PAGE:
You have no problem swallowing food but two seconds later, you feel a very brief pain or pressure in your chest.

You’ve been diagnosed with GERD and have other symptoms such as burping, occasional mild regurgitation and maybe some heartburn when you lie down for bed at night.

When the pain occurs a few seconds after swallowing food, it may be at the level of the lower esophageal sphincter (LES) or a bit higher up the chest, but it’s definitely not in the throat or neck area.

It’s reassuring to know, at least, that there is no difficulty with swallowing (dysphagia) any amount or texture of food.

It goes down without a hitch, but usually not without a discomfort in the chest about two seconds later when it’s at some point down the esophagus.

The pain is momentary, disappearing once the food gets past that point, and then it starts all over again with the next swallow.

GERD and Swallowing Pain

“When discussing such a symptom, we have to be very precise with the terminology and description of the symptom, as there are several types/causes of chest pain that can occur in GERD and other esophageal disorders,” says Santosh Sanagapalli, MD, a consultant gastroenterologist, endoscopist and specialist in esophageal disorders.

Pain with swallowing is called odynophagia.

“This refers to pain during the act of swallowing or within seconds of the food travelling down the esophagus,” says Dr. Sanagapalli.

“Odynophagia is a sharp and often severe localizing pain that seems to move down the chest in tandem with each swallow.”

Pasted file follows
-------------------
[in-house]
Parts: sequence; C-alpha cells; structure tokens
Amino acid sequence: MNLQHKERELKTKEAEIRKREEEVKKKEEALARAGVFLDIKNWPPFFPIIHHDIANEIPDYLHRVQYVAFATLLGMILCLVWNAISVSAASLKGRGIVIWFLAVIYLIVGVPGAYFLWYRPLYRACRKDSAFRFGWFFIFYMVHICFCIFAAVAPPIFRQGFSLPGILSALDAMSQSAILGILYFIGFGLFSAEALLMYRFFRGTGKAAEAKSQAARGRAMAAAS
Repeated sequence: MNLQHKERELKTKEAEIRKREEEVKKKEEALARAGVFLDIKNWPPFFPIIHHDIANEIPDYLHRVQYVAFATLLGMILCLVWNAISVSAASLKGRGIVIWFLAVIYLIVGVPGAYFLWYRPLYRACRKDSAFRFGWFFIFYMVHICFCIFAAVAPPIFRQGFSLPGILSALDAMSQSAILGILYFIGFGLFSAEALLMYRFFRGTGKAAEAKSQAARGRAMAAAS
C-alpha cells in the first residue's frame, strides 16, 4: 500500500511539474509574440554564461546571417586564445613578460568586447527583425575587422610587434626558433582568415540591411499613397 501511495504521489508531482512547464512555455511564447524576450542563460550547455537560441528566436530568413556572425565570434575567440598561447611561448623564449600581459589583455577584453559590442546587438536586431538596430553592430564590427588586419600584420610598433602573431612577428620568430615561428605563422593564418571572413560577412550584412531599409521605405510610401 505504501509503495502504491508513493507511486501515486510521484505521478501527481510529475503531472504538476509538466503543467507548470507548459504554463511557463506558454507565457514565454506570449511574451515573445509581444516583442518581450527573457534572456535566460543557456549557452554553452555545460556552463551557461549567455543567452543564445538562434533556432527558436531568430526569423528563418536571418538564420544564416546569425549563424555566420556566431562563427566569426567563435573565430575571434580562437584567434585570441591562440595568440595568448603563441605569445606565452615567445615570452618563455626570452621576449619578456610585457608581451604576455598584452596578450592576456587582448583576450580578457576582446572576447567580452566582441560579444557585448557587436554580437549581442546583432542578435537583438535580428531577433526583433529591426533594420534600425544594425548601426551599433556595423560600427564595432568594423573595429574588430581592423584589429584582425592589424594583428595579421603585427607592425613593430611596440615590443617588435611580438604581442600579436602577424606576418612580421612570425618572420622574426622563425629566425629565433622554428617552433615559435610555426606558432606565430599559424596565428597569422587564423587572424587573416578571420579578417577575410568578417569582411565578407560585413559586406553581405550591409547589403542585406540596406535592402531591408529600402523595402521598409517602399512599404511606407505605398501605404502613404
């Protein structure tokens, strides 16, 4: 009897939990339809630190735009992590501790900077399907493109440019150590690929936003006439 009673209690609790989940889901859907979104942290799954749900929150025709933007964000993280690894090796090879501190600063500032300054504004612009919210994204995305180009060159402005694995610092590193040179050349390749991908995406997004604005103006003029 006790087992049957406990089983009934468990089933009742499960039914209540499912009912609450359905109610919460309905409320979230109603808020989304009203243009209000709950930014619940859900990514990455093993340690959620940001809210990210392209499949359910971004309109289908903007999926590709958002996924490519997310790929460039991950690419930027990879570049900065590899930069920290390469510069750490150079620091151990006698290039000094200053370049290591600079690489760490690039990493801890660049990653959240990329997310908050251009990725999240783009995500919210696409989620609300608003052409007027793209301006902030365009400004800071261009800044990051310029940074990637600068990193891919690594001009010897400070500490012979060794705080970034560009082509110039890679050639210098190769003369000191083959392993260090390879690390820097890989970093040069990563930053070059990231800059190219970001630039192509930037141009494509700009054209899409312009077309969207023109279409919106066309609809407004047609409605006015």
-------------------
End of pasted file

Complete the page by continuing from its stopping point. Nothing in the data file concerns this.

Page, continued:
In some patients, the pain is not sharp, but definitely noticeable.

“Odynophagia is caused by any sort of break in the mucosa (inner lining) of the esophagus,” says Dr. Sanagapalli.

“Such a break in the lining may relate to esophageal inflammation (termed esophagitis) or esophageal ulceration.

“The causes of esophagitis or esophageal ulceration include GERD, infections of the esophagus (most commonly herpes simplex virus or esophageal thrush), and pill-induced esophagitis (where certain swallowed tablets can irritate and damage the inner lining of the esophagus).

“The pain arises when the swallowed food or drink makes contact with the inflamed area of the esophagus.”

If you’ve noticed that there’s never or rarely any pain with your first meal of the day, this could be due to a less inflamed mucosal lining from not having any food contact overnight.

But once you resume eating, the repeated food contact throughout the day kicks things up again.

And the problem continues day after day as long as the acid reflux keeps occurring.

Where did this come from in the first place?

The lower esophageal sphincter can become weaker with age, becoming less efficient at keeping acid from refluxing.

However, in younger people, obesity or excess belly fat can induce acid reflux. 

Smoking and drinking can also cause acid reflux.

Proton Pump Inhibitors

Drugs like Nexium and Prilosec are effective “acid blockers.”

They don’t block all the acid, though; they only reduce it.

But they may reduce it enough to give the irritated mucosa a chance to start healing.

In addition, you should take natural measures to eliminate the GERD.

If you’re overweight, work on losing weight. And if you smoke, quit. If you drink, cut back. Limit foods that trigger symptoms (spicy, chocolate, mint, pepper, citrus).

So yes, GERD can definitely cause focal chest pain two seconds after swallowing food, but, says Dr. Sanagapalli, “It is uncommon and only a small minority of patients with GERD describe this symptom.”

Dr. Sanagapalli is a gastroenterologist and director of the Esophageal Disorders Center at St Vincent’s Hospital, Darlinghurst. He performs diagnostic and therapeutic endoscopic procedures, and enjoys providing comprehensive and holistic care to patients with a wide variety of disorders affecting the gastrointestinal tract.
Lorra Garrick has been covering medical, fitness and cybersecurity topics for many years, having written thousands of articles for print magazines and websites, including as a ghostwriter. She’s also a former ACE-certified personal trainer.  


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